Last week I had the privilege of introducing my daughter to her great grandma.
After a lovely visit in her apartment we walked Grandma Elaine down to the dining room for lunch.
“Oh, let me see the baby!” A care-worker cried as we peeked in the doorway. I chuckled at my very tall almost three year old being called a baby. Her size though did not stop the nurse from cooing and baby talking. “Her name is Elaina.” Grandma said, “They named her after me. I don’t know why…” She added modestly with a blush creeping into her cheeks.
“Because she looks like you!” The care-worker cried. “She looks just like you!”
Elaina does share some of her great grandma’s lovely features (with a bit of Chinese thrown in). What I hope for most of all is that Elaina will share the amazing paradox of gentleness and gritty strength that shines through her now 89 year old namesake.
In my post Grandpa, I mentioned his 18 year old sweet heart who he met when sneaking into a high school dance. (He was 25). The young lady who looked just like Snow White married him shortly afterwards, raised their five children on a house float, awaiting ocassional shipments of clothing and food. Sometimes the order would get mixed up and they received a plethora of pickled pig’s feet.
Life in Echo Bay required a lot of strength both physically and emotionally. Dark, rainy winters in a tiny community without the lates appliances that her city peers enjoyed. My uncle Duane recalls Grandma carrying a box of tinned milk under one arm and his amply sized body under the other and the next moment turning heavy cranks for the endless cooking and washing that needed to be done. Her strength endured through Grandpa’s seminary training in Vancouver and then caring for their farm in Terrace. That is where my fondest memories are. I can see her now throwing a log in her wood stove and pulling golden bread out of the oven while fresh garden potatoes bubbled on the hot black iron surface.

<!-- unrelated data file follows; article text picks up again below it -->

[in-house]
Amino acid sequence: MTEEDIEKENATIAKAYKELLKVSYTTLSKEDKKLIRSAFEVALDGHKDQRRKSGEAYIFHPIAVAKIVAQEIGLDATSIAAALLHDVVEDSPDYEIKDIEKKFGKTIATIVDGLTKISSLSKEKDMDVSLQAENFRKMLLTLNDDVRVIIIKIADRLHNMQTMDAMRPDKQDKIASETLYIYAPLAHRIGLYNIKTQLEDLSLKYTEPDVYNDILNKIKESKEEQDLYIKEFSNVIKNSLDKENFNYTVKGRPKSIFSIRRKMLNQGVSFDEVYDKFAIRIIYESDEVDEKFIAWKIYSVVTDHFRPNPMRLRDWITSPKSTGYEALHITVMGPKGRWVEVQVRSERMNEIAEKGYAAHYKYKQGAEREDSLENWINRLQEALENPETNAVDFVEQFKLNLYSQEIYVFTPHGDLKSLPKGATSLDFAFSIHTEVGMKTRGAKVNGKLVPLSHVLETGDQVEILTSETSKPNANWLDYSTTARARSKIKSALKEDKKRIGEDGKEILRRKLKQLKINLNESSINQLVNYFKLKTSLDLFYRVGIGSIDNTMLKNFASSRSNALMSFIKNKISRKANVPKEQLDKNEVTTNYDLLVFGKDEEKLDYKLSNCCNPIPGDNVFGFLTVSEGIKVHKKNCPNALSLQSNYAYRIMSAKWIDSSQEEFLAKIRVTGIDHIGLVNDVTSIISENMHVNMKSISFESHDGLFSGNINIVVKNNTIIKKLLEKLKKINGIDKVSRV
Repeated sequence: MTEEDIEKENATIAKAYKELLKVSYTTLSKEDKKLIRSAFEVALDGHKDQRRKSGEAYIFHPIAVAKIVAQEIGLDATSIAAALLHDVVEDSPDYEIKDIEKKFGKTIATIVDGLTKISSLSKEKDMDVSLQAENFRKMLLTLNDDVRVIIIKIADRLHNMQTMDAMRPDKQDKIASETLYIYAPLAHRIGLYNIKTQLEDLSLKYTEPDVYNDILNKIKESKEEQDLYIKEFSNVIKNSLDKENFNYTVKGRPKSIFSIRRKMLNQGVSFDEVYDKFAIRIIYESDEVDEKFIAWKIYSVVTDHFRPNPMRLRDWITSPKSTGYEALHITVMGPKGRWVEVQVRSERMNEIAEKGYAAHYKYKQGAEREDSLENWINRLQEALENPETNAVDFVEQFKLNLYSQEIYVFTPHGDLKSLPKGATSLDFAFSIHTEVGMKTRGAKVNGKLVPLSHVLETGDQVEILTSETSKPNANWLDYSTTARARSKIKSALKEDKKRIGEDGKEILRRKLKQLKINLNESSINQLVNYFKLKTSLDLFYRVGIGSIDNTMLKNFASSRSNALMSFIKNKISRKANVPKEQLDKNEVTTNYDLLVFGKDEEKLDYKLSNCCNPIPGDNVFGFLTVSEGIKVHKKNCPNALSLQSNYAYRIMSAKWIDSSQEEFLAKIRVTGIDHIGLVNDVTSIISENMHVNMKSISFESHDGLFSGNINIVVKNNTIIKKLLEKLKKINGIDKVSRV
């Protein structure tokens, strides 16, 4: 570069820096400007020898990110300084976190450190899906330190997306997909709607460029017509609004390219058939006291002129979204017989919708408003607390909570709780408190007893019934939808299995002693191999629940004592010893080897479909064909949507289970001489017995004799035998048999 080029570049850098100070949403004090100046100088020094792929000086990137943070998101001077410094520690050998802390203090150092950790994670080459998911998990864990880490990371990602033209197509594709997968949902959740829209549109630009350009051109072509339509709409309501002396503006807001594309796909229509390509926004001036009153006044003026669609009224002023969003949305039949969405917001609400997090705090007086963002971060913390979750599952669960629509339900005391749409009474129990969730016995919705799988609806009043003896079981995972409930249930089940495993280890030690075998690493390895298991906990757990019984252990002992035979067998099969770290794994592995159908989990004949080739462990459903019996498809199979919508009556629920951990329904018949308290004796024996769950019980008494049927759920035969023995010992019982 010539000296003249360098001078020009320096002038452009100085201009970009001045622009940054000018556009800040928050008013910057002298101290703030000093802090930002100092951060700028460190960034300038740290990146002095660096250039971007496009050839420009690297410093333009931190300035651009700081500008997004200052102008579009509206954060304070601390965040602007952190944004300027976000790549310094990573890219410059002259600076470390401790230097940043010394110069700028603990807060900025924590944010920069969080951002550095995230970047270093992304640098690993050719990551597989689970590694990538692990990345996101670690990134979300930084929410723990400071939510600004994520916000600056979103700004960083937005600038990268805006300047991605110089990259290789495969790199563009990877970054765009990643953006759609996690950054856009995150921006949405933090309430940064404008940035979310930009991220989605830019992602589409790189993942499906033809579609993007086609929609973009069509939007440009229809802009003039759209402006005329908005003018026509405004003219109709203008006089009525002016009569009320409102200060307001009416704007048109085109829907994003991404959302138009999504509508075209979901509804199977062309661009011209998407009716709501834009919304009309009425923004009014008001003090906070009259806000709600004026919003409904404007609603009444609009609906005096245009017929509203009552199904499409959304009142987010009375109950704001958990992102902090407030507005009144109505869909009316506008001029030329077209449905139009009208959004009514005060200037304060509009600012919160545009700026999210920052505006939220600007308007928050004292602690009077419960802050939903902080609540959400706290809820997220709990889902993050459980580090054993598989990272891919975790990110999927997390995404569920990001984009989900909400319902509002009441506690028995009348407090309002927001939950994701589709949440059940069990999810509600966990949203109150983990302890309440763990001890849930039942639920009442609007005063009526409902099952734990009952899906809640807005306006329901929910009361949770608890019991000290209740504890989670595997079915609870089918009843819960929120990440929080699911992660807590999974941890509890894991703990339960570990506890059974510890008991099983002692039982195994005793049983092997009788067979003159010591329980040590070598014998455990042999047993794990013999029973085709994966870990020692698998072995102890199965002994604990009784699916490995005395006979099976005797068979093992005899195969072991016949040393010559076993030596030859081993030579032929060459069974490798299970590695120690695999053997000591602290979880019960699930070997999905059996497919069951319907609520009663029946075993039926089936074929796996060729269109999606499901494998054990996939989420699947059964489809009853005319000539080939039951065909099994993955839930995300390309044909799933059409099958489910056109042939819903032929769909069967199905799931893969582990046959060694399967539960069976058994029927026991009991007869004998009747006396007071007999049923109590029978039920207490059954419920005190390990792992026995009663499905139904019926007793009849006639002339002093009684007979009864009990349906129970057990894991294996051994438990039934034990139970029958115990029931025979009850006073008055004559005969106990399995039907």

After all that hard work, no complaining was found on her lips. Just a sweet smile, a cup of tea and lots of good stories before a long walk along the railroad track.
With these memories so clear in my mind, it was hard to see Grandma now struggling to stand and walk down the hall or remember what I told her a few moments before. Hard for me to see but even harder for her to experience. Frustration that her body just won’t do what it could before. I think that this season is the one that takes the greatest strength to thrive. I was overjoyed to see her familiar smile and sweet twinkle in her eye. We sat in her apartment and laughed as Elaina discovered a funny pair of glasses in the toy box complete with eyebrows and a big nose. We all tried them on.
Elaine means bright light of God and that is who Grandma Elaine is to me. She reminds me that I can smile in hard times and I have been given great strength even when I feel weak. I remember her and Grandpa praying for every family member as a part of their morning routine. While the routine may have changed I know that she still carries each of us in her heart and simple wordless prayers. And now it is my turn to pray for her as she lives at least another 11 years :).
I flew to Terrace to remember her light and feel it around me like a warm hug.
That is why I named my daughter Elaina.